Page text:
When Attig got out of the Army, he brought back a lot of demons. To quell them, he drank—a lot, he says. And he smoked marijuana. It helped.
“We lost a devastating amount of troops by terrible stuff that was tearing through our armor,” Attig says. “Coming back from deployment, we were in rough shape.”
‘You’ve Got to Be Willing to Fight for Your Community Here’
But there, the similarities in Meza and Attig’s stories end: Attig’s community, rather than ostracizing him for bad behavior, pulled him in and offered support and opportunities so he could provide for himself and find direction through a union workforce program called Helmets to Hardhats.
Meza faces punishment for the rest of her life.
When Attig began to understand the discrepancy, he thought about those he served with and the struggles they faced. One soldier in I-26 had to fight to keep his wife from being deported.
He took action.
While American police and court systems have often proved empathetic to alcohol, drug, disorderly conduct, or assault charges that arise after combat service, veterans who aren’t U.S. citizens face being plucked from their homes, jobs, and families, as well as being forced to return to countries they, in many cases, haven’t lived in since they were children. The veterans often don’t know that they aren’t U.S. citizens because of confusing information from their recruiters or other service members.
And the government, though there are policies in place specifically for veteran immigrants, hasn’t tracked who has been deported, and its record for how those veterans’ cases have been handled has been spotty at best. As the Trump administration moved to impose more restrictions as part of its anti-immigration agenda—just as the military ended a new program to help service members become U.S. citizens—even more U.S. military veterans found themselves bounced to countries that had nothing to do with their definitions of “home.”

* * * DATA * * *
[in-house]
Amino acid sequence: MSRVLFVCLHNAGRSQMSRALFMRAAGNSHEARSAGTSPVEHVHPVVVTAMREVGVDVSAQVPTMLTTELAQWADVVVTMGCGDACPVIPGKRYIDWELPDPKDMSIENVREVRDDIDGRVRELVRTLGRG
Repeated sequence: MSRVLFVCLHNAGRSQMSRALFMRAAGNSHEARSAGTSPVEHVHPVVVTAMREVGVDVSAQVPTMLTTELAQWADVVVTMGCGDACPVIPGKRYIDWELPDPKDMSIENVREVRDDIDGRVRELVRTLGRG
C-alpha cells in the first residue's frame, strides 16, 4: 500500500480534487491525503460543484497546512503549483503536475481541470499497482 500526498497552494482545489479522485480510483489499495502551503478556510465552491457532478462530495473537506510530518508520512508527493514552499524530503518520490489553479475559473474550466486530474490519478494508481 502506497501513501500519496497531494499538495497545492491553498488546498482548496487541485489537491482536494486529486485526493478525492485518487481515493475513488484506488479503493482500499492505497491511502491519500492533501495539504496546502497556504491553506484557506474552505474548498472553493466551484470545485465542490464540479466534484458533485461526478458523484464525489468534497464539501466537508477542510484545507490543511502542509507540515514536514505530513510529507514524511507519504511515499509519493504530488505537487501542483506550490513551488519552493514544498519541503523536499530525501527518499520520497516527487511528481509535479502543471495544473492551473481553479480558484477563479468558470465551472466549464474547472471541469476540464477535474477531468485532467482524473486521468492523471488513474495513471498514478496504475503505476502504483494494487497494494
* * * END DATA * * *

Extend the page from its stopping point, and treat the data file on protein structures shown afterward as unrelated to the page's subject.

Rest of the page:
But just as veterans have flexed their collective muscle to gather resources to bring home Afghans who had helped U.S. forces, they’re doing the same for U.S. veterans who have been deported to other countries. In part because of their work, President Joe Biden has promised to bring some of those veterans home—and the Department of Homeland Security is teaming with Veterans Affairs to review records and provide services.
“I served around the world for my country,” Attig says he likes to tell veterans, as he explains his need to help. “I tell them that they have to be willing to fight for themselves. You’ve got to be willing to fight for your community here.”